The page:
What's so funny about a robot with a sense of humor? In this highly original analysis, Hurley, Dennett, and Adams try to locate the holy grail, the essence of a joke, by using a variety of tools (from computer science, cognitive science, linguistics, philosophy, and even evolutionary psychology) to dissect why we laugh. This powerful team of authors goes a long way to explain why and when we laugh, and in doing so uncover insights about how the mind works. But like the proverbial millipede who, trying to analyze how he lifts each of his legs in the precise sequence, starts tripping over, readers should beware that getting inside a joke risks dehumorizing it!

(Simon Baron-Cohen, Professor of Developmental Psychopathology and Director, Autism Research Centre, Cambridge University)

About the Author

Matthew M. Hurley is currently researching teleology and agency at the Center for Research on Concepts and Cognition at Indiana University.

Daniel C. Dennett is University Professor and Austin B. Fletcher Professor of Philosophy at Tufts University. He is the author of Sweet Dreams: Philosophical Obstacles to a Science of Consciousness (MIT Press) and other books.

Reginald B. Adams, Jr., is Associate Professor of Psychology researching emotion and social perception at Penn State University.
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Product Details

  • Hardcover: 376 pages
  • Publisher: The MIT Press; 1 edition (March 4, 2011)
  • Language: English
  • ISBN-10: 026201582X
  • ISBN-13: 978-0262015820
  • Product Dimensions: 6 x 0.8 x 9 inches
  • Shipping Weight: 1.4 pounds
  • Average Customer Review: 4.0 out of 5 stars  See all reviews (22 customer reviews)
  • Amazon Best Sellers Rank: #850,219 in Books (See Top 100 in Books)

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Most Helpful Customer Reviews

53 of 56 people found the following review helpful By Rob Hardy HALL OF FAMETOP 500 REVIEWER on April 30, 2011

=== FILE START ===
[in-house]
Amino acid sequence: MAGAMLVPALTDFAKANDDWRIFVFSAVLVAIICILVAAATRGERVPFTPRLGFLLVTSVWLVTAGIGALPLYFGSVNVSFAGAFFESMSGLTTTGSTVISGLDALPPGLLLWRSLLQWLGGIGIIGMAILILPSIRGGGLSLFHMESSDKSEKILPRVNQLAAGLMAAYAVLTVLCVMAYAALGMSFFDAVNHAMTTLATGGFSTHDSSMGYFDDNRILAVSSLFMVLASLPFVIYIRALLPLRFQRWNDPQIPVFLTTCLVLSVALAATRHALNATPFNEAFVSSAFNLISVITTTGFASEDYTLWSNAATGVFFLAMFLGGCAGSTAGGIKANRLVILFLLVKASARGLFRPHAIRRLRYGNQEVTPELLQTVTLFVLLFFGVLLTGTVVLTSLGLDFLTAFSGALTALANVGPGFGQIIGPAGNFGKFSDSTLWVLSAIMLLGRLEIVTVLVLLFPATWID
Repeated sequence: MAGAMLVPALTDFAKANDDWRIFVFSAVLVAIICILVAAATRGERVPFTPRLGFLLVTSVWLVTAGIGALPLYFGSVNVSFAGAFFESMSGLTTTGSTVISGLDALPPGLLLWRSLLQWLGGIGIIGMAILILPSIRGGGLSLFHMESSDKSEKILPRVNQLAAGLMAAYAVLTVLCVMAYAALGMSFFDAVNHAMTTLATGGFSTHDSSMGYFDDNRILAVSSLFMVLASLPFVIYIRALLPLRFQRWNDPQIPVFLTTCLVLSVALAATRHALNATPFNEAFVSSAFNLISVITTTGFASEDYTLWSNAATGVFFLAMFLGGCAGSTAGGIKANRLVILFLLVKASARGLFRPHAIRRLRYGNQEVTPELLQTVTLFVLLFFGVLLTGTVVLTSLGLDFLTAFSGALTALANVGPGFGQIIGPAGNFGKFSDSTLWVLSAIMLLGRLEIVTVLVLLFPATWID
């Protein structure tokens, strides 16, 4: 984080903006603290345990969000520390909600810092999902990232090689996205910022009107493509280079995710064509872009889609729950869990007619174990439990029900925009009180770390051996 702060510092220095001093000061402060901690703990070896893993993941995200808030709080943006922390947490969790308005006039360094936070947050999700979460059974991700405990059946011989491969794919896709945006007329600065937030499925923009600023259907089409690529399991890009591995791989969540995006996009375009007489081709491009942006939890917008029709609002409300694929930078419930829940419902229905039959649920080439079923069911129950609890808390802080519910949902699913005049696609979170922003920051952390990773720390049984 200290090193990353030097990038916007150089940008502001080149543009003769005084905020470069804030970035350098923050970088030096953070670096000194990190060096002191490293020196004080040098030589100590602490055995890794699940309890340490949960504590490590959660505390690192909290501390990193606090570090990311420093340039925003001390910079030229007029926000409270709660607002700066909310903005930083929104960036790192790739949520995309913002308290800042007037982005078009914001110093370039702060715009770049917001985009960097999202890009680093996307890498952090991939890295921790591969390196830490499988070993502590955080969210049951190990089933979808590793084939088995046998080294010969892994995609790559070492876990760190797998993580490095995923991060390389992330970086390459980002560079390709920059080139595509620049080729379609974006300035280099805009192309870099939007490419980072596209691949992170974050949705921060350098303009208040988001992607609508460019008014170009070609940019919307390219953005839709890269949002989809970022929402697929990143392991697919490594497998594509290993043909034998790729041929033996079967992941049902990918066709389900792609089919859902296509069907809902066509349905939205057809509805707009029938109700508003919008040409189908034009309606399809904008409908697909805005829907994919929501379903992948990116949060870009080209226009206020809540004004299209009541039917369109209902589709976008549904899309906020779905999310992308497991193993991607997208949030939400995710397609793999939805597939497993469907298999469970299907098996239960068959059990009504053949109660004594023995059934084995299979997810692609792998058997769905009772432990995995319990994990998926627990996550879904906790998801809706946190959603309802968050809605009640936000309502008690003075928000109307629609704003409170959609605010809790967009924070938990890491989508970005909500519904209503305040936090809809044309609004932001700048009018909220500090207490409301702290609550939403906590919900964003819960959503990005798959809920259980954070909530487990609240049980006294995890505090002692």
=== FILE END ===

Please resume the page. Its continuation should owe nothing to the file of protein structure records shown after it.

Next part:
Format: Hardcover
Anywhere in the world, if you are in a group of people chatting, you will find yourself or find someone else talking in a way to attempt to produce laughter in those listening. It seems to be hardwired behavior for us, because it happens in every society we know. Not only do amateur humorists aim to bring laughter to others, professionals can get paid to do so, and the payment comes from people who buy tickets because they so value the laughter experience. Why do we laugh, and why is it so important for us to do so? There have been lots of explanations for this interesting, enjoyable, and universal behavior over the millennia (of course Aristotle had a crack at it), and they are all reviewed in _Inside Jokes: Using Humor to Reverse-Engineer the Mind_ (The MIT Press) which grew out of a dissertation by Matthew M. Hurley, who is joined here by co-authors Daniel C. Dennett and Reginald B. Adams. The authors propose their new theory of humor, which encompasses what they say are the partial explanations that have gone before. It is a persuasive theory, and the book is successful for a number of reasons. It quite properly examines the evolutionary role of laughter; anything that universal must be promoting our fitness somehow. It is a serious work; the authors invite researchers to take it seriously and to start up the brain scans and other research to confirm or expand their theory. And though it is serious, and the writing is academic and not jocular, the topic is fun. The authors obviously enjoy jokes and enjoy them better for getting some understanding of how they operate. They quote E. B. White, who made a joke about examining jokes too closely: "Analyzing humor is like dissecting a frog. Few people are interested and the frog dies of it.Read more ›